TEHRAN- Relations between regional Arab countries with Syria and Iran have been revitalized. Many media outlets have discussed the reasons behind these renewed ties.
In a commentary on March 30, SEMAFOR website investigated one aspect of these restored ties in a report titled “Iran and Syria aren’t outcasts anymore”. The report, written by Jay Solomon, the global security editor at SEMAFOR and the former chief foreign affairs correspondent for The Wall Street Journal, explained the failure of the United States’ effort to isolate Iran politically.
Solomon believes that isolating Iran and its allies is essential to the U.S. strategy in West Asia. However, he thinks that the U.S. can only succeed in isolating Iran if it forms a coalition with other countries, particularly Iran’s neighbors. The report also suggests that recent diplomatic developments will give Iran some breathing room.
Over the past two years, the UAE and Saudi Arabia, two influential Arab countries in the region, have been working towards normalizing relations with Syria. However, restoring ties between Syria and Arab nations is not the main issue. In 2011, Arab officials, despite fearing the spread of the Arab Spring to their own countries, supported the unrest in Syria, which turned into a civil war. It was a war in which Bashar al-Assad’s government was on one side and terrorist and takfiri groups on the other.
The Arab counties’ support for these groups was so clear that no one doubts it today. The cause of these events had nothing to do with Syria itself. Yet, the aim was to diminish Iran’s influence in the geopolitical equations of the region by overthrowing the Assad government. Recently, there has been a shift in the attitude of Arab nations. Neither the conflict nor the rehabilitation of ties between Damascus and the Arab capitals is directly linked to the country. Yet, Iran is the subject of such policy changes.
Syria is still under Assad’s rule and has not undergone significant internal policy changes despite his cooperation with resistance groups against Israel. Syria is Iran’s main ally, and Saudi Arabia’s attitude towards President Assad has shifted due to three main factors.
Three factors contribute to the shift in attitudes among Arabs
The first issue is related to the critical changes in the region. The conflict in Syria ended, and Iran emerged as the winner. In Yemen, despite years of war, Saudi Arabia has not been able to force the Houthis to retreat. And in Iraq, though Riyadh fiercely opposed the U.S. attack on Iraq in 2003, the regime of Saddam Hussein was toppled, and successive Iraqi governments strengthened relations with Iran. Iran’s status has also been emphasized in Lebanon and Oman and other countries in the region.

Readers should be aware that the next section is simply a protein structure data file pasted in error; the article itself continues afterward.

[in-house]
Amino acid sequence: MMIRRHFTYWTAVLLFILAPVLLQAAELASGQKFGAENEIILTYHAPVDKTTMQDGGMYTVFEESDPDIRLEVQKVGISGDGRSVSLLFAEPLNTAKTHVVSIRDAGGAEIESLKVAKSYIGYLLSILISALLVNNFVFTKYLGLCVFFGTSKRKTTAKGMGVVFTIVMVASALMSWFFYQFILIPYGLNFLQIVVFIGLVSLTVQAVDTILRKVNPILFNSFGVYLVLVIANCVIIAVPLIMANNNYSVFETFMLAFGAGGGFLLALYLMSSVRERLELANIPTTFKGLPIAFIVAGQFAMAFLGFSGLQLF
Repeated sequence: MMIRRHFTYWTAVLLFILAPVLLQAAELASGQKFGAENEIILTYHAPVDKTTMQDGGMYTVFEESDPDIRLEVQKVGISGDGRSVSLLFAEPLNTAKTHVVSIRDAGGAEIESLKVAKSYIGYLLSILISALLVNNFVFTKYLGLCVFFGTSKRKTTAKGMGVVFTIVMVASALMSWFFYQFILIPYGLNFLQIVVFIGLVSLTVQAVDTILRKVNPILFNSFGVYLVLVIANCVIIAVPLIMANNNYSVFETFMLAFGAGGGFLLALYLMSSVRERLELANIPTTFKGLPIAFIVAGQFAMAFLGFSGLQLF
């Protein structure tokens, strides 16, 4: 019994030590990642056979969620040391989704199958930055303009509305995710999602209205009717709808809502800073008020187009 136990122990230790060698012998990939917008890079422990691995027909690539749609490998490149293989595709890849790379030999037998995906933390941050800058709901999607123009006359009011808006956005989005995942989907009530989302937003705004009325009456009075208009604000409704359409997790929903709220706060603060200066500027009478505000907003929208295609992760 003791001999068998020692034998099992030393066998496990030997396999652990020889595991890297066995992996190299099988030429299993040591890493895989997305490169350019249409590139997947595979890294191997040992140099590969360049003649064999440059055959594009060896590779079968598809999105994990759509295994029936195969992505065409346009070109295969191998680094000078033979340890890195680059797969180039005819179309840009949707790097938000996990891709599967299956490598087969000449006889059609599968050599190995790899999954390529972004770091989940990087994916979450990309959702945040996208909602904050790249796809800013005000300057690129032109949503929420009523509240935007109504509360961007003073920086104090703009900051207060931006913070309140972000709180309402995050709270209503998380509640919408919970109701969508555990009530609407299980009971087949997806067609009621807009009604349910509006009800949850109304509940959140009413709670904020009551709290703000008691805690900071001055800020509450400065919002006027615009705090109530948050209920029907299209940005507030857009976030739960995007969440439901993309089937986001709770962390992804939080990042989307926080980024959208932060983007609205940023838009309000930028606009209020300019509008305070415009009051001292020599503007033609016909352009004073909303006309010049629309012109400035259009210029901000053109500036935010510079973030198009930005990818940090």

Iran’s opposition media, supported by Saudi Arabia in an attempt to counter Iran, did not succeed. This is a significant setback for Saudi Arabia, and continuing its aggressive approach towards Iran would only lead to further failures that could hinder the Kingdom’s Vision 2030 for economic and social reform.
The Saudi officials’ approach to bilateral relations with Iran changed due to regional shifts, resulting in Iran being recognized as the most influential country in the region. After the 2019 attack on Saudi Aramco, which affected almost half of Saudi Arabia’s oil production, Riyadh realized it could no longer rely on the United States for security. As a result, the old idea of Saudi security in exchange for cheap oil for the U.S. has been sidelined by recent events in the region. The United States cannot and is not willing to provide security for Saudi Arabia. Consequently, Saudi Arabia is compelled to secure itself by compromising with Iran.
The third factor pertains to global developments as the U.S. is confronting China to maintain its global dominance, while the Russia-Ukraine war has weakened U.S. power. The United States’ inability to engage on multiple fronts, called American decline, has led to a reduced focus on West Asia in favor of a strong presence in East Asia and Europe. This shift has provided a lower hand for Saudi Arabia in its competition with Iran.
China’s increasing global influence in West Asia forces Arab countries to adjust their approach towards Iran. Unlike the United States, China prioritizes peace in the region, leading Saudi Arabia to compromise with Iran to strengthen ties with China. Riyadh’s alliance with Tehran helps maintain a balance between Saudi Arabia, the U.S., and China.
These three factors explain why the Arab countries’ relationship with Iran has improved. The relationship between Saudi Arabia and Iran has also impacted this improvement. Furthermore, cooperation with its neighbors will make Iran’s isolation impossible.
Original News : https://www.tehrantimes.com/news/487800/Why-are-Arab-countries-getting-closer-to-Iran